21.   Ie K, Ichikawa S, Takemura YC. Development of a questionnaire to measure primary care physicians' scope of practice. BMC Family Practice 2015; 16:161.
22.   Strasser R, Neusy AJ. Context counts: training health workers in and for rural and remote areas. Bull World Health Organ 2010; 88:777-82.
23.   Wasko K, Jenkins J, Meili R. Medical practice in rural Saskatchewan: factors in physician recruitment and retention. Can J Rural Med 2014; 19:93-8.
24.   Estação de Pesquisa de Sinais de Mercado. Regulação do trabalho e das profissões em saúde. Belo Horizonte: Estação de Pesquisa de Sinais de Mercado; 2017.
25.   Coutinho AJ, Cochrane A, Stelter K. Comparison of intended scope of practice for family medicine residents with reported scope of practice among practicing family physicians. JAMA 2015; 314:2364-72.
26.   Instituto Brasileiro de Geografia e Estatística. Classificação e caracterização dos espaços rurais e urbanos do Brasil: uma primeira aproximação. Rio de Janeiro: Instituto Brasileiro de Geografia e Estatística; 2017.
27.   Canadian Medical Association. The 2007 National Physician Survey. http://www.nationalphysiciansurvey.ca (accessed on 03/Oct/2020).
28.   Ministério da Saúde. Procedimentos. Brasília: Ministério da Saúde; 2011. (Série A. Normas e Manuais Técnicos). (Cadernos de Atenção Primária, 30).
29.   Secretaria de Gestão e Educação do Trabalho em Saúde, Ministério da Saúde. Programa Mais Médicos - dois anos: mais saúde para os brasileiros. Brasília: Ministério da Saúde; 2015.
30.   Jucá B. Municípios perdem um quinto dos médicos financiados pelo Governo Federal após saída de cubanos. El País 2020; 17 fev. https://brasil.elpais.com/brasil/2020-02-17/municipios-brasileiros-perdem-um-quinto-dos-medicos-financiados-pelo-governo-federal-apos-saida-de-cubanos.html.
31.   Ministério da Saúde lança três editais do projeto Mais Médicos para o Brasil. http://maismedicos.gov.br/noticias/303-ministerio-da-saude-lanca-tres-editais-do-projeto-mais-medicos-para-o-brasil (accessed on 03/Oct/2020).
32.   Girardi SN, Carvalho CL, Pierantoni CR, Costa JO, Stralen ACS, Lauar TV, et al. Avaliação do escopo de prática de médicos participantes do Programa Mais Médicos e fatores associados. Ciênc Saúde Colet 2016; 21:2739-48.
33.   Bazemore A, Petterson S, Peterson LE, Phillips Jr. RL. More comprehensive care among family physicians is associated with lower costs and fewer hospitalizations. Ann Fam Med 2015; 13:206-13.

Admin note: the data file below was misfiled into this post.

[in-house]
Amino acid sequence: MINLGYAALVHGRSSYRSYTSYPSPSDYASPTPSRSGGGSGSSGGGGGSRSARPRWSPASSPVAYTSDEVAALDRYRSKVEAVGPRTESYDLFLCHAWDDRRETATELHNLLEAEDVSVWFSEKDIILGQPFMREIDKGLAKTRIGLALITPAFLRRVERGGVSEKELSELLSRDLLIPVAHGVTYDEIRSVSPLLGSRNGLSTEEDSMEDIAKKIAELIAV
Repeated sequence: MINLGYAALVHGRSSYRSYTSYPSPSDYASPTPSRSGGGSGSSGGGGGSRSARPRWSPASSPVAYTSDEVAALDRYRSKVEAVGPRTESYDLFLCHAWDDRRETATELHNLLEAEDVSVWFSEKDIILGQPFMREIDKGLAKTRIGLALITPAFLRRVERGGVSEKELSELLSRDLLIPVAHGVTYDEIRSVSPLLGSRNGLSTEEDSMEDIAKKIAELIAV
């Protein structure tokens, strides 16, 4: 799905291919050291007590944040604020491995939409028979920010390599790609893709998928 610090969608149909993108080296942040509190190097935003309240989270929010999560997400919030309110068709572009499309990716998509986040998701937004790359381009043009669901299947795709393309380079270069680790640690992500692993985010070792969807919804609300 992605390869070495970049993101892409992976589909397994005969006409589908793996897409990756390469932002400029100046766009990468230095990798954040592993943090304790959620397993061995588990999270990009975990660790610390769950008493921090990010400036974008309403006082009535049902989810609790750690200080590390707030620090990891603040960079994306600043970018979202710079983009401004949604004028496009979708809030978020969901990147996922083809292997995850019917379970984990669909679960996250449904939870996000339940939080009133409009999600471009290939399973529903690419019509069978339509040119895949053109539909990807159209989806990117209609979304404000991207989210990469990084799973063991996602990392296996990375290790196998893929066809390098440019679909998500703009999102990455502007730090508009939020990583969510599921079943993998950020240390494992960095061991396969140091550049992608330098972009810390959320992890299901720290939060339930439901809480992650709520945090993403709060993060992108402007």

34.   Starfield B, Shi L, Macinko J. Contribution of primary care to health systems and health. Milbank Q 2005; 83:457-502.
35.   Serra M, Arévale A, Ortega C, Ripoll A, Giménez N. Minor surgery activity in primary care. JRSM Short Rep 2010; 1:36.
36.   Bousquat A, Giovanella L, Fausto MCR, Fusaro ER, Mendonça MHM, Gagno J, et al. Tipologia da estrutura das unidades básicas de saúde brasileiras: os 5 R. Cad Saúde Pública 2017; 33:e00037316.
37.   Girardi SN, Stralen ACS, Cella JN, Wan Der Maas L, Carvalho CL, Faria EO. Impacto do programa mais médicos na redução da escassez de médicos em atenção primária à saúde. Ciênc Saúde Colet 2016; 21:2675-84.
38.   Viana ALA, Rocha JSY, Elias PE, Ibañez N, Bousquat A. Atenção básica e dinâmica urbana nos grandes municípios paulistas, Brasil. Cad Saúde Pública 2008; 24:79-90.
39.   Franco CM, Almeida PF, Giovanella L. Comprehensiveness of practices by Cuban physicians in the More Doctors Program in Rio de Janeiro, Brazil. Cad Saúde Pública 2018; 34:e00102917.
40.   Marcolino MS, Alkmim MB, Assim TG. Telehealth support for primary health care in remote municipalities in the state of Minas Gerais, Brazil. Rev Panam Salud Pública 2014; 35:345-52.
41.   Catapan SC, Calvo MCM. Teleconsulta: uma revisão integrativa da interação médico-paciente mediada pela tecnologia. Rev Bras Educ Med 2020; 44:e003.
42.   D'Avila LS, Assis LN, Melo MB, Brant LC. Adesão ao Programa de Educação Permanente para médicos de família de um estado da Região Sudeste do Brasil. Ciênc Saúde Colet 2014; 19:401-16.
43.   Silvério JB. Programa de educação permanente para médicos de família. Rev Méd Minas Gerais 2008; 18(4 Suppl 4):S60-6.
44.   Morosini MVGC, Fonseca AF, Baptista TWF. Previne Brasil, Agência de Desenvolvimento da Atenção Primária e Carteira de Serviços: radicalização da política de privatização da atenção básica? Cad Saúde Pública 2020; 36:e00040220.
45.   Melo EA, Mendonça MHM, Oliveira JR, Andrade GCL. Mudanças na Política Nacional de Atenção Básica: entre retrocessos e desafios. Saúde Debate 2018; 42(spe 1):38-51.
46.   Antunes A. Proposta de carteira de serviços da atenção primária divide opiniões. http://www.epsjv.fiocruz.br/noticias/reportagem/proposta-de-carteira-de-servicos-da-atencao-primaria-divide-opinioes (accessed on 03/Oct/2020).
47.   Alves SMC, Oliveira FP, Matos MFM, Pacheco LM, Delduque CM. Cooperação internacional e escassez de médicos: análise da interação entre Brasil, Angola e Cuba. Ciênc Saúde Colet 2017; 22:2223-35.

CreativeCommons
This is an open-access article distributed under the terms of the Creative Commons Attribution License

 


Cadernos de Saúde Pública | Reports in Public Health

Rua Leopoldo Bulhões 1480 - Rio de Janeiro RJ 21041-210 Brasil

Secretaria Editorial +55 21 2598-2511.
cadernos@fiocruz.br

  • APOIO:

©2015 | Cadernos de Saúde Pública - Escola Nacional de Saúde Pública Sergio Arouca | Fundação Oswaldo Cruz. - Ministério da Saúde Governo Federal | Desenvolvido por Riocom Design